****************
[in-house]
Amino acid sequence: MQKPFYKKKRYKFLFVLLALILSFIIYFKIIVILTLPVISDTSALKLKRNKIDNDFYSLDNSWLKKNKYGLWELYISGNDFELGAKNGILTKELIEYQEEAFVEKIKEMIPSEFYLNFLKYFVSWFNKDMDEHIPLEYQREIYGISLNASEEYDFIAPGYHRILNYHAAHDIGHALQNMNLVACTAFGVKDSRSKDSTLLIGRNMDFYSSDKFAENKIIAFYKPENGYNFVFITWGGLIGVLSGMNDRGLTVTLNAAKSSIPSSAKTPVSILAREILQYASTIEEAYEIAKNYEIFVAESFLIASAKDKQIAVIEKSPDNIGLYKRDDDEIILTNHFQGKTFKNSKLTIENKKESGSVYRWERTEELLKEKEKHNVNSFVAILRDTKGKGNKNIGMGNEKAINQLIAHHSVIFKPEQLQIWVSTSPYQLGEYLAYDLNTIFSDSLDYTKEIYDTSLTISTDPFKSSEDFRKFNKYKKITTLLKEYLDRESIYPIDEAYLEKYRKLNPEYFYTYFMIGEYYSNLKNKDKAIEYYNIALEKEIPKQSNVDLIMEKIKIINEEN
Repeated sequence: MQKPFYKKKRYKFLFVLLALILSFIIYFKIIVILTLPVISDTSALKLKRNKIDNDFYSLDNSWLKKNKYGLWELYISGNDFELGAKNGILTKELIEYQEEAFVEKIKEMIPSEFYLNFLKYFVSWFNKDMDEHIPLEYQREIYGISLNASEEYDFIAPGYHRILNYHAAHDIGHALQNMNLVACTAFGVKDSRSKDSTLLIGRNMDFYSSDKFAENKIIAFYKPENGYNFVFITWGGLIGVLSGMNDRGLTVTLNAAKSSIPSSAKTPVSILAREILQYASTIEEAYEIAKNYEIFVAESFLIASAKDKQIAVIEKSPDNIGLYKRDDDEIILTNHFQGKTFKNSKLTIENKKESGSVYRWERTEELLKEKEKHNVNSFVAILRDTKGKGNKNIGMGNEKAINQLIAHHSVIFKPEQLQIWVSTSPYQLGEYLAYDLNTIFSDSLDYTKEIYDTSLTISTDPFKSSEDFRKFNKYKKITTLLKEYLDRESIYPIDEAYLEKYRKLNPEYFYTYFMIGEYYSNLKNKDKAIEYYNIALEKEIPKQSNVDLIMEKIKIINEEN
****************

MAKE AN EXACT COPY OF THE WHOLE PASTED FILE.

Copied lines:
[in-house]
Amino acid sequence: MQKPFYKKKRYKFLFVLLALILSFIIYFKIIVILTLPVISDTSALKLKRNKIDNDFYSLDNSWLKKNKYGLWELYISGNDFELGAKNGILTKELIEYQEEAFVEKIKEMIPSEFYLNFLKYFVSWFNKDMDEHIPLEYQREIYGISLNASEEYDFIAPGYHRILNYHAAHDIGHALQNMNLVACTAFGVKDSRSKDSTLLIGRNMDFYSSDKFAENKIIAFYKPENGYNFVFITWGGLIGVLSGMNDRGLTVTLNAAKSSIPSSAKTPVSILAREILQYASTIEEAYEIAKNYEIFVAESFLIASAKDKQIAVIEKSPDNIGLYKRDDDEIILTNHFQGKTFKNSKLTIENKKESGSVYRWERTEELLKEKEKHNVNSFVAILRDTKGKGNKNIGMGNEKAINQLIAHHSVIFKPEQLQIWVSTSPYQLGEYLAYDLNTIFSDSLDYTKEIYDTSLTISTDPFKSSEDFRKFNKYKKITTLLKEYLDRESIYPIDEAYLEKYRKLNPEYFYTYFMIGEYYSNLKNKDKAIEYYNIALEKEIPKQSNVDLIMEKIKIINEEN
Repeated sequence: MQKPFYKKKRYKFLFVLLALILSFIIYFKIIVILTLPVISDTSALKLKRNKIDNDFYSLDNSWLKKNKYGLWELYISGNDFELGAKNGILTKELIEYQEEAFVEKIKEMIPSEFYLNFLKYFVSWFNKDMDEHIPLEYQREIYGISLNASEEYDFIAPGYHRILNYHAAHDIGHALQNMNLVACTAFGVKDSRSKDSTLLIGRNMDFYSSDKFAENKIIAFYKPENGYNFVFITWGGLIGVLSGMNDRGLTVTLNAAKSSIPSSAKTPVSILAREILQYASTIEEAYEIAKNYEIFVAESFLIASAKDKQIAVIEKSPDNIGLYKRDDDEIILTNHFQGKTFKNSKLTIENKKESGSVYRWERTEELLKEKEKHNVNSFVAILRDTKGKGNKNIGMGNEKAINQLIAHHSVIFKPEQLQIWVSTSPYQLGEYLAYDLNTIFSDSLDYTKEIYDTSLTISTDPFKSSEDFRKFNKYKKITTLLKEYLDRESIYPIDEAYLEKYRKLNPEYFYTYFMIGEYYSNLKNKDKAIEYYNIALEKEIPKQSNVDLIMEKIKIINEEN